April 30, 2010 (New References Added)
Almahata Sitta is the name identifying the collection of meteorite remnants of the first observed fall of a tracked asteroid, 2008 TC3. Ground-based observatories, orbiting satellites, a pilot of a commercial airline flight, and eyewitnesses of the fireball in the Nubian Desert of northern Sudan all observed evidence of the spectacular events on October 6, 2008. The first meteorites were recovered two months later in Sudan by students and staff from the University of Khartoum (Sudan) led by Dr. Muawia Shaddad and further guided by Dr. Peter Jenniskens of the SETI Institute and NASA Ames Research Center (Mt. View, California). A session at the 41st Lunar and Planetary Science Conference held March 1-5, 2010 focused on ureilitic asteroids and insights from Almahata Sitta, and forms the basis for this article. Rather than discuss the results of each of the talks and posters presented at the conference, I highlight what makes the impact, recovery, and characterization of the ureilite meteorite fragments so outstanding. The complete listing of authors and topics is available in the conference program (see reference link below).
The Story of Asteroid 2008 TC3
In the early morning of October 6, 2008 an asteroid close to Earth was detected by a Catalina Sky Survey (CSS) telescope at Mount Lemmon, Arizona. The CSS, begun in 1998, is the only near-Earth object survey covering both Northern and Southern hemispheres and obtains about 20 gigabytes of data with each of its three telescopes per night. Observers do near-real-time analysis of Earth-approaching objects, which was the case when CSS observer Richard Kowalski discovered the small (2-meter-diameter) object beyond the orbit of the Moon and moving toward Earth at 12 kilometers per second.
|[Left] Telescope observatories at Mount Lemmon, Arizona. [Right] A series of discovery images of asteroid 2008 TC3 taken at approximately 06:30 UTC on October 6, 2008 with the Catalina Sky Survey's 1.5-meter telescope at Mount Lemmon, Arizona. Credit: Richard Kowalski and Ed Beshore, Catalina Sky Survey. Click this image for a larger version.|
The Catalina Sky Survey immediately alerted scientists at the Minor Planet Center in Cambridge, MA and NASA's Near Earth Object Program in Pasadena, CA. From the measured orbital parameters of the asteroid, the scientists calculated the asteroid would hit Earth's atmosphere over the Sudan within 19 hours. Though observatories around the world, both professional and amateur, rapidly supplied additional positional measurements, this asteroid posed no threat because of its small size. It was simply expected to disintegrate and burn up in the atmosphere. [Watch this video interview "Catalina Sky Survey Keeps an Eye on the Skies" from the University of Arizona News.]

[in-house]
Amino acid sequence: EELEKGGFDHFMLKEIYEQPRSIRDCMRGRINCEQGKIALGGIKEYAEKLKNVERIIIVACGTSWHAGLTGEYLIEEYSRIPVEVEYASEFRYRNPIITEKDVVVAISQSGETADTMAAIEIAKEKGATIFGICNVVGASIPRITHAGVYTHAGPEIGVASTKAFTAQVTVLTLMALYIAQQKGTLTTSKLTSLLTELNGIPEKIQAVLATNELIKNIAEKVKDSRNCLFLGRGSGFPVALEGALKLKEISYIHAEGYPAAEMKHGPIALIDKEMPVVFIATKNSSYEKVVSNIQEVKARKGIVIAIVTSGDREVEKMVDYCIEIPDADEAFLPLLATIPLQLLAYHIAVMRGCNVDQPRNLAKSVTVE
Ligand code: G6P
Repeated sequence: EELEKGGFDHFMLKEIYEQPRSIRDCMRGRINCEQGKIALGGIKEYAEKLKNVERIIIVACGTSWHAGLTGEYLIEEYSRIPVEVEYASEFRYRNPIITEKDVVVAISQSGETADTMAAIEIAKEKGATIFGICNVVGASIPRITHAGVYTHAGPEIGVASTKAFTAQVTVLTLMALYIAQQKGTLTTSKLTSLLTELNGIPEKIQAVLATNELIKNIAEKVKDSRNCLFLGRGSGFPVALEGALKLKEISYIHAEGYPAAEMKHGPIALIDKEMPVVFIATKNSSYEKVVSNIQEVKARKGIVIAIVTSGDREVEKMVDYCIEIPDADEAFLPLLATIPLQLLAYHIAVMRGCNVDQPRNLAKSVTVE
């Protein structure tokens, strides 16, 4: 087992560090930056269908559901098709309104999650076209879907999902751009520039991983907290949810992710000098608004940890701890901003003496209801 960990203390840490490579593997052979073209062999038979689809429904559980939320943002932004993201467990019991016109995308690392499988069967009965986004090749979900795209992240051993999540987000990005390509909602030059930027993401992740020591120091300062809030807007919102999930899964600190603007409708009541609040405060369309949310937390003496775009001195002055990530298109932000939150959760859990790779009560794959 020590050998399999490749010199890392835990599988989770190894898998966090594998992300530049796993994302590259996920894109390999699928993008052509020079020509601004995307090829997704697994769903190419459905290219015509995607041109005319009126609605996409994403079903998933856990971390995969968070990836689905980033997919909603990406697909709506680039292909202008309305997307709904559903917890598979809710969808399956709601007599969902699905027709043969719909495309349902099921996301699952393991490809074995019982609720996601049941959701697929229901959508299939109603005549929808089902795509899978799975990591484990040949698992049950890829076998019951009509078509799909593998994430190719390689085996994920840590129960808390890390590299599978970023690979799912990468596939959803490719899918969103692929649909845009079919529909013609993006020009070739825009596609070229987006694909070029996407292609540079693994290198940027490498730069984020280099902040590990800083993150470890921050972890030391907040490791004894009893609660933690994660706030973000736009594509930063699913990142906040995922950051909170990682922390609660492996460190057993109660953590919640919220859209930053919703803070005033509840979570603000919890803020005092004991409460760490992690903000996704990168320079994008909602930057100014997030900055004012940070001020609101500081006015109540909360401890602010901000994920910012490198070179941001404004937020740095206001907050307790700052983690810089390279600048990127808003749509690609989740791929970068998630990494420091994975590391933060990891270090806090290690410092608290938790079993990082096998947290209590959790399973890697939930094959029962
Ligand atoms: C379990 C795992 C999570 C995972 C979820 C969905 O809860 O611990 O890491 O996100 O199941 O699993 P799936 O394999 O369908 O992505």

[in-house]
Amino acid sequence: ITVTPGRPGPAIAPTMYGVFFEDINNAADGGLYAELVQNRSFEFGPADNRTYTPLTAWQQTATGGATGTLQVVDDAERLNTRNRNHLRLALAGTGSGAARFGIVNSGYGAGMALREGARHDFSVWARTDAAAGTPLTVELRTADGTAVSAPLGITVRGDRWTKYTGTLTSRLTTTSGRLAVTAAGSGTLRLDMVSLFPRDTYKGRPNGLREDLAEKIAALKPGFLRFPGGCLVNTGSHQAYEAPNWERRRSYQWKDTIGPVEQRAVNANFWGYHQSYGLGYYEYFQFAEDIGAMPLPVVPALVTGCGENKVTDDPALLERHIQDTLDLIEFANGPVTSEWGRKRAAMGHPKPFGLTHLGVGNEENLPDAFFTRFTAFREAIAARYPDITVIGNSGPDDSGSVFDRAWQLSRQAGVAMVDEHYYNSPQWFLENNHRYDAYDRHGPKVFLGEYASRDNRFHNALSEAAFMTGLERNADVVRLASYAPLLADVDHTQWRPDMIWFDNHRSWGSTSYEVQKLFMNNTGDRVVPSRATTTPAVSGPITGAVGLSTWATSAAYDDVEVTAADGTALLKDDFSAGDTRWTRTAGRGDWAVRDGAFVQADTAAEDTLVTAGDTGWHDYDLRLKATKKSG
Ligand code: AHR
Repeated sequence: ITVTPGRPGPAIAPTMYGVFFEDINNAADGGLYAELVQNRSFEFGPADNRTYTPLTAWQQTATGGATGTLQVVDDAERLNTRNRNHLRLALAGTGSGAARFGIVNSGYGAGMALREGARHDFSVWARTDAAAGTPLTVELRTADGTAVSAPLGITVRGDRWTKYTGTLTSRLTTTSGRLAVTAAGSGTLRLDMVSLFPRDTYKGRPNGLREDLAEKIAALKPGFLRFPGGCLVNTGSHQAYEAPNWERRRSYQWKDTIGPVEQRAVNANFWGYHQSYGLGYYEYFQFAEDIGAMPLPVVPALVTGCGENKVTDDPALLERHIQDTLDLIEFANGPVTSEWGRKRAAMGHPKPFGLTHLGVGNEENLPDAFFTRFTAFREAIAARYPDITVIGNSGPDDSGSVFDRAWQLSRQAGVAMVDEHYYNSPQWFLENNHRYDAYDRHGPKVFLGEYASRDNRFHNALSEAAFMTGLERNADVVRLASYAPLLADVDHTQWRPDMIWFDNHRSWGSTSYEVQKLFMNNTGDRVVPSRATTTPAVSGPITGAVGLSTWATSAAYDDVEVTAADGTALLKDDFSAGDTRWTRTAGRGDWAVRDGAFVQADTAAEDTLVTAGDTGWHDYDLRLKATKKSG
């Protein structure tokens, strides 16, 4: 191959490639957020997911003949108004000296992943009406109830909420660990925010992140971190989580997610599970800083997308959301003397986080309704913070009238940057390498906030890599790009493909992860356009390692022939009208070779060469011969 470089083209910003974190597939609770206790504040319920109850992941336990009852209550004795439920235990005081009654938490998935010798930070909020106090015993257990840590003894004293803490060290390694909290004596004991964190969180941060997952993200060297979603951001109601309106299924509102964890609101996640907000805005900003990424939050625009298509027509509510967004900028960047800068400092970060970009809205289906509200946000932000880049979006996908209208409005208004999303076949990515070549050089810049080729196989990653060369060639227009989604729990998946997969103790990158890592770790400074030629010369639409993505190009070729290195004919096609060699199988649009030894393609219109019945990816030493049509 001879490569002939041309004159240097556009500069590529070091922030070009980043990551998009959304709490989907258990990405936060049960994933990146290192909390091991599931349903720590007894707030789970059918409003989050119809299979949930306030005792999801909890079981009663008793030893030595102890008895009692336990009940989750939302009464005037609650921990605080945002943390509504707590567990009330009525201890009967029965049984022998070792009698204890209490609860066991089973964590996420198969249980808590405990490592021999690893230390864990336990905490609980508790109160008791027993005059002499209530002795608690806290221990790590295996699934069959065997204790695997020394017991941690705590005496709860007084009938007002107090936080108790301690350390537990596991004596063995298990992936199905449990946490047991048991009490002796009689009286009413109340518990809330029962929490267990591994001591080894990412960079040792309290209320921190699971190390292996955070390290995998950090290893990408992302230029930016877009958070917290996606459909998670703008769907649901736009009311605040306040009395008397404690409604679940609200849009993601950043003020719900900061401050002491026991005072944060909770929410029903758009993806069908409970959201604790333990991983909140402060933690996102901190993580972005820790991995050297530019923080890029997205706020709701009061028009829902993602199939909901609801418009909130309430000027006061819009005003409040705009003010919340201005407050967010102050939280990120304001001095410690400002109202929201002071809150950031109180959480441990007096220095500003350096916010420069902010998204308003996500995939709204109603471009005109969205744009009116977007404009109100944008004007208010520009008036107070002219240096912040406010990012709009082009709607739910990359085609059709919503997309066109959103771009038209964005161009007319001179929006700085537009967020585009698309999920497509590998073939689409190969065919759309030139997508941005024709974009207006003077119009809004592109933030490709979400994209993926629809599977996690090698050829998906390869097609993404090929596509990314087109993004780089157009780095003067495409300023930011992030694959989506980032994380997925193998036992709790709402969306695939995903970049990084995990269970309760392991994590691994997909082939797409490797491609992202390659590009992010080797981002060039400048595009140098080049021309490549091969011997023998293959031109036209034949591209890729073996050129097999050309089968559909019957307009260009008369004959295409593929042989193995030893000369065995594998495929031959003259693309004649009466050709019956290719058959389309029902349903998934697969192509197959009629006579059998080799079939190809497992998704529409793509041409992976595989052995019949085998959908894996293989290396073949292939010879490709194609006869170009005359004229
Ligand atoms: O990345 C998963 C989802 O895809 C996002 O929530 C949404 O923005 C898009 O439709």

As it entered Earth's atmosphere, the asteroid compressed and heated the air in front of it, heating itself and releasing a tremendous amount of light and energy. In those dark, wee hours of the morning on October 7, 2008 a KLM airlines pilot and co-pilot (who had received an alert about the incoming asteroid from the KLM dispatcher) were flying at an altitude of 10,700 meters over Chad and saw three or four short flashes of light beyond the horizon. Other reports of the asteroid's entry into the atmosphere came from U.S. satellites and infrasound signals from at least one ground station. A brief flash was even captured by an infrared channel on the weather satellite Meteosat-8. It disintegrated and exploded at an altitude of 37 kilometers. A high-altitude train of residual clouds lit up the early dawn sky.
|[Left] Infrared image obtained by the Meteosat-8 Satellite Rapid Scanning Service (5-minute interval) acquired October 7, 2008 at 02:45:47 UTC. The yellow and orange pixels in the center of the image show the impact of asteroid 2008 TC3 in Earth's atmosphere over northern Sudan. Image courtesy of EUMETSAT. [Right] Photo taken from the ground of the high-altitude luminous train of residual clouds from the meteor.|
The event was remarkable in itself because it was the first time an asteroid was detected and tracked in space before impacting Earth's atmosphere. Even more remarkable is the notion that pieces of this first observed fall of a tracked asteroid could be held in the palm of your hand.
Finding Fragments of Asteroid 2008 TC3